“The partners we had on this project were extremely important to us. We could not have completed this microgrid without our local, regional and national partners,” Taggart said.
HCE is also making headway with the creation of a microgrid system. The electric co-op is working on a feasibility study with Pitkin County and the Roaring Fork Transportation Authority to determine the practicality of a microgrid connecting a cluster of public facilities near the airport. The microgrid would be powered by renewable energy, independent from the larger electric grid. These facilities, which include the Aspen-Pitkin County Airport, the county’s public works facility, and RFTA’s bus barn, also would be protected from outages if service to the rest of the area is temporarily compromised by an outage. The feasibility study is funded by a $200,000 grant from the Colorado Department of Local Affairs.
With most of the research completed, HCE is looking ahead and fully anticipating making the microgrid a reality.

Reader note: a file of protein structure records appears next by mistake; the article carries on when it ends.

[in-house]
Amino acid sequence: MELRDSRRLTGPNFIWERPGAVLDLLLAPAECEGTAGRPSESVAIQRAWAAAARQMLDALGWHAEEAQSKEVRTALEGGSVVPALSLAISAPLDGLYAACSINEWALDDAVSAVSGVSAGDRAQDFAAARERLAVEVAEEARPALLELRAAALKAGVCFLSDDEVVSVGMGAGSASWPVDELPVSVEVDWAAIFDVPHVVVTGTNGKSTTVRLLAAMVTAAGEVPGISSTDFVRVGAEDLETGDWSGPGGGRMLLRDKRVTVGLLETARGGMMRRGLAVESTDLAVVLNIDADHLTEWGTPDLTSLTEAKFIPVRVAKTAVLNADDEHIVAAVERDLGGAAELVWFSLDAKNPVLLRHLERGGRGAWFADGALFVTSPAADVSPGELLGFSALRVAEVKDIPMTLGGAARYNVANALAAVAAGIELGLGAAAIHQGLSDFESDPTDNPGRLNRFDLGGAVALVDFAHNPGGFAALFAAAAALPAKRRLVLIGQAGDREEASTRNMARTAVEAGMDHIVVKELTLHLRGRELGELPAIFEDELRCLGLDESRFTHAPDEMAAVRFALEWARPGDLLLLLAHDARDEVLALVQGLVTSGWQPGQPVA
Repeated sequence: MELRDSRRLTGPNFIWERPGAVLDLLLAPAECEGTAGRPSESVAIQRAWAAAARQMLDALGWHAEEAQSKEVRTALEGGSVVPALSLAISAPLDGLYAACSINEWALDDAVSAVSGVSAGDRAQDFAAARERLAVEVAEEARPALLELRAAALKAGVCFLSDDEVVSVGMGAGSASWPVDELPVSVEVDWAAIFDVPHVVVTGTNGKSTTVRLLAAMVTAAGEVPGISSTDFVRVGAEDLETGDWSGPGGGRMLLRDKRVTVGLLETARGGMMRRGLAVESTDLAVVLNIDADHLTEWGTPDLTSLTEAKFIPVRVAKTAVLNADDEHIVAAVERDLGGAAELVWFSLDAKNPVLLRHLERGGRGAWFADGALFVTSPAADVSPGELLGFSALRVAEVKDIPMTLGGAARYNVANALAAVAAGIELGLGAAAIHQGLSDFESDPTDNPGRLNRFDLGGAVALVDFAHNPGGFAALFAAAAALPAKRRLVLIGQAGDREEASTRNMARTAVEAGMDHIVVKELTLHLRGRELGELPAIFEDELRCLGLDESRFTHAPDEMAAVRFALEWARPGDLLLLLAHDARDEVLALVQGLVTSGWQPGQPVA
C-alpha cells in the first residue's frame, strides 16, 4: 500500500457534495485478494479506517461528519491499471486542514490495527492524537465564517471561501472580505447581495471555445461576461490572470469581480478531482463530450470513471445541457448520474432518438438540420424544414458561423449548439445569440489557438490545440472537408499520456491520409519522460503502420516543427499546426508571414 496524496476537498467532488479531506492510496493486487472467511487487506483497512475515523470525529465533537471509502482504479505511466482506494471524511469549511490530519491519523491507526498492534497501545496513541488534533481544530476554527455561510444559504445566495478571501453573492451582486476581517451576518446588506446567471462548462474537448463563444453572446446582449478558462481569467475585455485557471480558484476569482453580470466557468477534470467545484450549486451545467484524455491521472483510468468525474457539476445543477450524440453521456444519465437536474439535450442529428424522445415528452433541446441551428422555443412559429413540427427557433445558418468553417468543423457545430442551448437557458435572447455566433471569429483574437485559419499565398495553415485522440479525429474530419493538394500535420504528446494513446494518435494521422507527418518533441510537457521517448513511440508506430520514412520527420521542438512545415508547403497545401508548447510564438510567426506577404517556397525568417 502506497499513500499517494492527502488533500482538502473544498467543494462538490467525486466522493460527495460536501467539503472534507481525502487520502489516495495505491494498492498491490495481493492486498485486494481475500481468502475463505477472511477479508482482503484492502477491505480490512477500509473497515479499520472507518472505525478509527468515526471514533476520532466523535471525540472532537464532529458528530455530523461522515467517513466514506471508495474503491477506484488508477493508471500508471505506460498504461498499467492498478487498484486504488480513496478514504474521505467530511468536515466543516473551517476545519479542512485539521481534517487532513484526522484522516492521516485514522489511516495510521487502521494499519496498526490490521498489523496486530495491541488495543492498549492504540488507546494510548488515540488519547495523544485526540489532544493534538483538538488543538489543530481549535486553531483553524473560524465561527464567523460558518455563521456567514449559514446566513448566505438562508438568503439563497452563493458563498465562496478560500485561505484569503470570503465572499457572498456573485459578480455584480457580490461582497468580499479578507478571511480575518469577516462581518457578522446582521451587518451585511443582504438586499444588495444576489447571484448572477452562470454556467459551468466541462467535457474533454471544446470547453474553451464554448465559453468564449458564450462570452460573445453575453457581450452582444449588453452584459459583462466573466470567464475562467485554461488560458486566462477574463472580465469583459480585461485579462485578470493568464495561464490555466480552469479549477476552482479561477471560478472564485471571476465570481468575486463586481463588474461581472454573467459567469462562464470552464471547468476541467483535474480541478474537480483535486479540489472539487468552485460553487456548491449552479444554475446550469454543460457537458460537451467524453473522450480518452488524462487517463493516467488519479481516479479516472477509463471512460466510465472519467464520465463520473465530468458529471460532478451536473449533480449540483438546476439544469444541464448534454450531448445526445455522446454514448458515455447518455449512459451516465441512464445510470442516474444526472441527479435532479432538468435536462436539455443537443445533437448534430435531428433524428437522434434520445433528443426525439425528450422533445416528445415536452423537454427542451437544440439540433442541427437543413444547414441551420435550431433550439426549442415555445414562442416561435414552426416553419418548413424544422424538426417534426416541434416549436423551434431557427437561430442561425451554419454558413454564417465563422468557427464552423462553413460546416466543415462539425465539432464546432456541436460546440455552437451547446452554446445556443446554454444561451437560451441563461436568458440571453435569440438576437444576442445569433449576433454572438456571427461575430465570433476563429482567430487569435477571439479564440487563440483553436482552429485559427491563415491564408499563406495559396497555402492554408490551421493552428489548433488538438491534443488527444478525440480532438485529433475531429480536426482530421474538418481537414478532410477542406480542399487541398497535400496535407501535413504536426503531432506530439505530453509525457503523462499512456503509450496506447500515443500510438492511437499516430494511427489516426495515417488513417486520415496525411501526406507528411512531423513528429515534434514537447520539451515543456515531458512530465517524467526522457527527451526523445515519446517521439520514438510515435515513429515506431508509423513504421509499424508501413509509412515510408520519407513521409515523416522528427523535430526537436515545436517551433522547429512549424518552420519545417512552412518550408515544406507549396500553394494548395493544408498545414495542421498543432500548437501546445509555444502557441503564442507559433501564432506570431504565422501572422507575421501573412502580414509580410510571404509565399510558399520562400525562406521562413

The urgency to create a microgrid in HCE territory emerged after the Lake Christine Fire in July 2018, which scorched more than 12,500 acres. The wildfire shut down power to the Upper Roaring Fork Valley, which includes the towns of Aspen, Snowmass Village and Basalt, with a year-round population of around 18,000. Three out of the four transmission lines running into Aspen were disabled and if the fourth line had gone down, it could have led to days or even weeks without electric service. This is not a possibility HCE is willing to face again for its members.
With the research phase of the microgrid project nearly complete, HCE is busy planning the next steps and the next phase of the project. Several grant opportunities are in the approval process, including one from the Colorado Department of Local Affairs. HCE will also cost-share part of the project, with funding going toward staffing needs and a protection plan to ensure the main grid is still being protected.
“Microgrids are really good on ‘black sky days’ and serve as a secondary source of power during a crisis. But there is also a great benefit to the grid on ‘blue sky days,’ and there is value in adding these batteries,” said Chris Bilby, research engineer for HCE.
“By installing a microgrid, we are actually going back to the old days. Many mines and train stations used to operate on microgrids, but because of the pollution, these transmission factories were moved farther away from populated areas, so people didn’t have to breathe that bad air in. With a clear path to clean energy in the near future, we can now move these microgrids back to communities,” Bilby continued.